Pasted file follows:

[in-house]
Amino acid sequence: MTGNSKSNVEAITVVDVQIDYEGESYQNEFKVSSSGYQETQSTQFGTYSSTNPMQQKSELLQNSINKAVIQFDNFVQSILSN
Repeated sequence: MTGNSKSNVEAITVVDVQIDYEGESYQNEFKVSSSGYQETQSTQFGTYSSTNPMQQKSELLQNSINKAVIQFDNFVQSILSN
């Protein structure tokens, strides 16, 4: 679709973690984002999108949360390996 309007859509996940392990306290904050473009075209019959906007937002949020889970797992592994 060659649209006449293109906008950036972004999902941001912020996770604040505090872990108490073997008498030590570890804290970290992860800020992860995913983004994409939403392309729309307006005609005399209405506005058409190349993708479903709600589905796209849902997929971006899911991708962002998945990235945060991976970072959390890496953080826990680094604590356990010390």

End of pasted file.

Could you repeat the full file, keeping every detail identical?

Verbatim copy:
[in-house]
Amino acid sequence: MTGNSKSNVEAITVVDVQIDYEGESYQNEFKVSSSGYQETQSTQFGTYSSTNPMQQKSELLQNSINKAVIQFDNFVQSILSN
Repeated sequence: MTGNSKSNVEAITVVDVQIDYEGESYQNEFKVSSSGYQETQSTQFGTYSSTNPMQQKSELLQNSINKAVIQFDNFVQSILSN
């Protein structure tokens, strides 16, 4: 679709973690984002999108949360390996 309007859509996940392990306290904050473009075209019959906007937002949020889970797992592994 060659649209006449293109906008950036972004999902941001912020996770604040505090872990108490073997008498030590570890804290970290992860800020992860995913983004994409939403392309729309307006005609005399209405506005058409190349993708479903709600589905796209849902997929971006899911991708962002998945990235945060991976970072959390890496953080826990680094604590356990010390």